Members of Pi Kappa Alpha fraternity do some landscaping while volunteering at Appalachian Christian Village on Friday. (Photos by Ron Campbell/Johnson City Press)
Too frequently are the headlines about Greek life negative, members of a fraternity at East Tennessee State University say, and they’ve made it their mission to increase and emphasize all the positive changes they can affect in their community.
On Friday, members of the Pi Kappa Alpha fraternity continued their main priority of helping the community by sending nearly 20 of their members to Appalachian Christian Village to landscape, pressure wash, remove brush and generally aid with upkeep of the retirement community. The news of Pi Kappa Alpha coming made everyone at the village happy, but perhaps none more than the one groundskeeper who has to maintain the 12-acre space, often having to take upward of three days to mow, only to start the process again just a few days later.
Tomica Gibbs, an activities assistant, said they typically get a smaller number of volunteers contacting them to help out.
“We get calls and it’s usually one, three, maybe five volunteers,” Gibbs said, but having 20 volunteers sign up was shocking.
Gibbs said the fraternity members were able to help out where the groundskeeper has not been able to, helping with projects recommended by the live-in independent residents, like pressure washing all the patios.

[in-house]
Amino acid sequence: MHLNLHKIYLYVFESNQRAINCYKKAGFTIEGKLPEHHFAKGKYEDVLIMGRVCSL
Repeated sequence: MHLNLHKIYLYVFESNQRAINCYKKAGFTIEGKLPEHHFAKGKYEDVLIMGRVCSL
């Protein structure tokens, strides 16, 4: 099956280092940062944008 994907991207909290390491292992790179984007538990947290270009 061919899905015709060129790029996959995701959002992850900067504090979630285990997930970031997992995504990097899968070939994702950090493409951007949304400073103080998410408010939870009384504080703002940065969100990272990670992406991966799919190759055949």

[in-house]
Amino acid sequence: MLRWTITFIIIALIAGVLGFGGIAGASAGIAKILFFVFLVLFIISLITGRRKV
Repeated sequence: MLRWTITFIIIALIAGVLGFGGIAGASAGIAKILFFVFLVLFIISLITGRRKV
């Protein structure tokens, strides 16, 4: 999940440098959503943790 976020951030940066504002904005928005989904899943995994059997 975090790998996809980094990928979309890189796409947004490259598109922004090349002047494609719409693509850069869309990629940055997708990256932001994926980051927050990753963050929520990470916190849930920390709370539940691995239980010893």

Alex Fields, the fraternity’s community service chairman, was slightly disappointed that he wasn’t able to get as many members out to help on the project due to it being Good Friday, but was proud to provide the manpower.
“They were really welcoming and excited,” Fields said. “They were really shocked there were so many of us coming.”
Fields’ work with Pi Kappa Alpha put him in charge of organizing events like this. Since the beginning of the school year, Fields said his fraternity has succeeded in helping different areas in the community. Pi Kappa Alpha has helped with bowling at the Special Olympics, Habitat for Humanity, the local chapter of the Boys and Girls Club and on ETSU’s campus aiding with a track and field meet.
He said they’ve already completed about 700 hours of work, a number that’s still growing. Completion of a certain number of hours, Fields said, can earn them recognition from their national body.
Fraternity chapter vice president Mark Fletcher said the reason they picked the retirement home as a focus of their work is because it’s more of a local necessity. He said his fraternity has made it a point to have an impact on the community. With 10 members coming in the morning with more cycling in throughout the day, Fletcher said the goal was to help out as much as possible until they were set to leave at 5 p.m.
Gibbs said she’d spoken with Fletcher and Fields and hopes to develop Friday’s volunteer work into a long-lasting working relationship.
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